One practical reason to have an external DAC is that it’s a fancy word for “USB sound card”. If you already have a USB hub to plug it into, it’s nice to run your computer’s sound output over USB instead of the headphone jack, resulting in one less wire that needs to be plugged into your laptop every time you set it up at your desk.
Headphones matter. A lot. I’ve never regretted a penny that I’ve spent on good headphones.
But it’s too easy to get wrapped up in the mostly-placebo obsession with the surrounding gear, or convince yourself that you need to hear what audiophiles hear and have the same opinions.
But I think it’s poor advice to tell people that their $200–400 headphonesprobably don’t sound as good as they couldwithout a $200 DAC. I expected there to be at least some noticeable differences between these high-end amps and DACs, but I just couldn’t hear any.
Your money’s better spent on the best headphones you can afford and whatever reasonably priced amp can give them the power they need, if they really need one.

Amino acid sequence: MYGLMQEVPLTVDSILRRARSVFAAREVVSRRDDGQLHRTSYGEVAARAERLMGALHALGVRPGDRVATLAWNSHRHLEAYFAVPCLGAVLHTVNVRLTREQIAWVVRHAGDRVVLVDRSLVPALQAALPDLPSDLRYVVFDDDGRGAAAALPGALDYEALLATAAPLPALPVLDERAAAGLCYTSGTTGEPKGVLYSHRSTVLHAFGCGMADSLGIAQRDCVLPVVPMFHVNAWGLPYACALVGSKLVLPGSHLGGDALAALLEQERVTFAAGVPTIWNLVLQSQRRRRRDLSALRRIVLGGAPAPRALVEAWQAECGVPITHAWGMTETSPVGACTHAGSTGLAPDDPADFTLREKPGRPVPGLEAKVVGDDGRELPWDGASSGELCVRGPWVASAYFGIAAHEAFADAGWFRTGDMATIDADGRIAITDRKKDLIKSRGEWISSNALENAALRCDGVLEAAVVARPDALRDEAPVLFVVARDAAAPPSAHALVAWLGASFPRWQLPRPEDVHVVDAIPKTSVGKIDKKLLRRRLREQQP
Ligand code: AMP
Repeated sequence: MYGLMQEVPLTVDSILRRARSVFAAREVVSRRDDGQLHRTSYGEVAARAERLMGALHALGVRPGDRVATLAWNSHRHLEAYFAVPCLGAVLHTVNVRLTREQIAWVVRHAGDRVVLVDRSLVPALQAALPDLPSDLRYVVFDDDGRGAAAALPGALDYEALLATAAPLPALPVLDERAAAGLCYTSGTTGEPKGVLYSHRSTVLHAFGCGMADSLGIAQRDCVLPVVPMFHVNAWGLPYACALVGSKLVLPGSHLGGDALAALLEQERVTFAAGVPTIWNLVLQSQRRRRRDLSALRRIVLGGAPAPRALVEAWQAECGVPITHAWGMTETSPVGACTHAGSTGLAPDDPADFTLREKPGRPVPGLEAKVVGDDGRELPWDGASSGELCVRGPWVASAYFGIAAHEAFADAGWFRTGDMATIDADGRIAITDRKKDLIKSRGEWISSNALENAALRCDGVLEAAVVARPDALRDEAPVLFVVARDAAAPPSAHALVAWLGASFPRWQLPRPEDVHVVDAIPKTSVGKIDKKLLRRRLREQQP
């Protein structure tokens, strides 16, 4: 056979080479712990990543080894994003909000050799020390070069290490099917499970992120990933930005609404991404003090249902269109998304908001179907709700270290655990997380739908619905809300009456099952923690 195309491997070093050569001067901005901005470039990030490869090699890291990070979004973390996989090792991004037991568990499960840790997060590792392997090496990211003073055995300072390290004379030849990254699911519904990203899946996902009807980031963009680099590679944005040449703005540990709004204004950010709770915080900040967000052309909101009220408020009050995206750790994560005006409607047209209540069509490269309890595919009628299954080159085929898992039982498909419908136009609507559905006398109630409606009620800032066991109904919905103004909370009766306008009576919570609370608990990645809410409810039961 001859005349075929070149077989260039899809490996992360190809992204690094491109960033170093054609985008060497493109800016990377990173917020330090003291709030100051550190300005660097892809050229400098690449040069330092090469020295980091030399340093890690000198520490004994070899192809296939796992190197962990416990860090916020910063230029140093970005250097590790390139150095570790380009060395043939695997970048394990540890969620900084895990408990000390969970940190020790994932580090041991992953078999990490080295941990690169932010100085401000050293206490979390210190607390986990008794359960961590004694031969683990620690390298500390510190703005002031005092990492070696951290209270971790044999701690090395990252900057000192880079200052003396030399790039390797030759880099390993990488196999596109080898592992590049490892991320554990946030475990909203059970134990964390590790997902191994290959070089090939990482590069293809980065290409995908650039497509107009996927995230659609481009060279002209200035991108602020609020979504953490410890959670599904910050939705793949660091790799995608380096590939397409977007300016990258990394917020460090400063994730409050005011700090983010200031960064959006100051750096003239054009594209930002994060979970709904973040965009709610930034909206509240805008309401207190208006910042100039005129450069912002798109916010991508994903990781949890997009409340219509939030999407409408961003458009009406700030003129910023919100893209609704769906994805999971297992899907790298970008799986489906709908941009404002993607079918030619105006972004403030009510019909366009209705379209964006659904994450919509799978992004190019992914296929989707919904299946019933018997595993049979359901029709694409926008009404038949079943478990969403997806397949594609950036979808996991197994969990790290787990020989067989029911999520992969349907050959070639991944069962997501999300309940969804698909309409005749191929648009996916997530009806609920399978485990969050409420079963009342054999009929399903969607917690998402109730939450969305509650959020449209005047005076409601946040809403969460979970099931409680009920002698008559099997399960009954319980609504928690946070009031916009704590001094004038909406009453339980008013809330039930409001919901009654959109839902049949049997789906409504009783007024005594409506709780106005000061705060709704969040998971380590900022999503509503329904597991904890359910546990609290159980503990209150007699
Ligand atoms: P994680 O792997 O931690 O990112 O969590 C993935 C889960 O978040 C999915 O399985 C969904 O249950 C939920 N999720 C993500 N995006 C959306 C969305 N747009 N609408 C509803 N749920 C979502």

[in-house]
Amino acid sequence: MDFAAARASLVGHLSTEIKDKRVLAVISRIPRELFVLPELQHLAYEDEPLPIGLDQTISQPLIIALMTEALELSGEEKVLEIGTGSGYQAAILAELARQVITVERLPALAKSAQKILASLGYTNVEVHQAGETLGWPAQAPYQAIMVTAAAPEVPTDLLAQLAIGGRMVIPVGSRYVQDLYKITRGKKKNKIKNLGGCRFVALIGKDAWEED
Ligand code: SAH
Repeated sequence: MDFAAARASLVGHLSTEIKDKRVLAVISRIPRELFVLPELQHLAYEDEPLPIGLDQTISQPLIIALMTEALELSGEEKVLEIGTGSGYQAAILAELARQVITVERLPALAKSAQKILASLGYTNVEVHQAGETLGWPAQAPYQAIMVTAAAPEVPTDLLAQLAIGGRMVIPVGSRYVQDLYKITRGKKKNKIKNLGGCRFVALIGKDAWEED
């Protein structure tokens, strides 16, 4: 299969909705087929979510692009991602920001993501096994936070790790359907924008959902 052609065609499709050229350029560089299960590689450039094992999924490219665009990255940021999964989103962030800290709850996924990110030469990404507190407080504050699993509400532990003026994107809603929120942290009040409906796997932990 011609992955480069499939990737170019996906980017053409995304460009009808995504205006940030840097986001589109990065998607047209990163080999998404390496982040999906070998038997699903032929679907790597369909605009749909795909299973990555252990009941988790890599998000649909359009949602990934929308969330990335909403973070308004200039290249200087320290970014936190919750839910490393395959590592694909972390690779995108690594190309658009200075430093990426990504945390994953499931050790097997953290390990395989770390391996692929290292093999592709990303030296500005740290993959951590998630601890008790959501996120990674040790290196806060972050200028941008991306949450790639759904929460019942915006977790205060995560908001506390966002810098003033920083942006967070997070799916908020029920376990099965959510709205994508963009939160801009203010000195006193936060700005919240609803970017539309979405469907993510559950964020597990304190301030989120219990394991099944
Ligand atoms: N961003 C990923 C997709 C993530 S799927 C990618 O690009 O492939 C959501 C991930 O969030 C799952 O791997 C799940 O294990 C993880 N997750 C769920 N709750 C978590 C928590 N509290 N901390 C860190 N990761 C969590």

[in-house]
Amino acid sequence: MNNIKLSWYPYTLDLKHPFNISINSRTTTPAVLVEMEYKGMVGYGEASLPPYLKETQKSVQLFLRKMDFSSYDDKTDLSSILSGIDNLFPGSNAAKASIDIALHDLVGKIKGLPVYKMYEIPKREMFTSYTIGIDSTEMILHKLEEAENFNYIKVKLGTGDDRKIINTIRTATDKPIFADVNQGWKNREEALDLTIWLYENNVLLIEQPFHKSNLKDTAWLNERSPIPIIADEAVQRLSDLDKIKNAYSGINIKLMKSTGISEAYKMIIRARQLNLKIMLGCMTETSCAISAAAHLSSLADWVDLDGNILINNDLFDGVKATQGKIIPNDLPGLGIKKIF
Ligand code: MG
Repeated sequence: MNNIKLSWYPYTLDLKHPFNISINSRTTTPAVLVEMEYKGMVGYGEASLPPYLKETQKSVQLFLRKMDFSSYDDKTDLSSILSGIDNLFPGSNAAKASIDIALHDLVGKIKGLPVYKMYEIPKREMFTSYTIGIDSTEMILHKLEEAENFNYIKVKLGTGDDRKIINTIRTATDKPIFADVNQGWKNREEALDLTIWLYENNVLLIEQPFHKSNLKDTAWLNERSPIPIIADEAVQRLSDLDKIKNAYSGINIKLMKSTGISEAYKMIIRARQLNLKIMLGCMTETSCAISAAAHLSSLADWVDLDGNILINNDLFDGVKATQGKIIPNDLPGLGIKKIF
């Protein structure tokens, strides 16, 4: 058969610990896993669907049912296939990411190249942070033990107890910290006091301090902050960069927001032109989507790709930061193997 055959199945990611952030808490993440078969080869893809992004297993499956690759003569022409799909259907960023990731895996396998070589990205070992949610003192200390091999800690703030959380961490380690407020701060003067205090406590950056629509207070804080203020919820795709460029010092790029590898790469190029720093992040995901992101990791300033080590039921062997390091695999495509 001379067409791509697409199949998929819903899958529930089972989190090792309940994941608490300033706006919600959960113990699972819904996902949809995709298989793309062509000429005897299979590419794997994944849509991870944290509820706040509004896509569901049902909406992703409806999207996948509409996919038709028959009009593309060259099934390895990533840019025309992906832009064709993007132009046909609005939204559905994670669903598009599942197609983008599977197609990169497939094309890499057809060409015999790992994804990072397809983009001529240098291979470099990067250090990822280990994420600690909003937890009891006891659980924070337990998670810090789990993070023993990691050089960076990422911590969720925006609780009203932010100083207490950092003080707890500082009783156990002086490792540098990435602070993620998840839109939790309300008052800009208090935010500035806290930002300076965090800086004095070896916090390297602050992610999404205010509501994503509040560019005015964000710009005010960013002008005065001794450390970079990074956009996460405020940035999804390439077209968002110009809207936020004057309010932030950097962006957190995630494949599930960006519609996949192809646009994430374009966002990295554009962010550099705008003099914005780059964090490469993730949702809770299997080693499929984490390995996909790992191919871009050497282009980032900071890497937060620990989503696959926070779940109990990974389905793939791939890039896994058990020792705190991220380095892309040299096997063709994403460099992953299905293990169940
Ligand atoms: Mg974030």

Give yourself permission to draw the line somewhere. There’s always somethingbetteravailable. You don’t need every upgrade. You might not even notice it. And there’s no shame in realizing that you can’t tell the difference, or that you like things a bit differently than the experts.
(I’m writing that for both your benefit and my own.)
When you test audio gear, you focus on it much more than usual. You pick great, varied, well-recorded music, you play it a bit louder than usual, and you pay attention to the details. You immerse yourself in the music, create an experience with it, and appreciate it. That’s why new gear always sounds so good.
You can do that anytime you’d like without spending a dime.
Dieses ausführliche Zitat sollte immunisierend wirken gegen Digitalgele und anderen Jahrmarktsquatsch. Dass ich mir trotzdem erfolgreich einrede, Musik klinge dank uDAC irgendwie kräftiger als über den DAC eines MacBook Air, verbuche ich unter Seelenhygiene.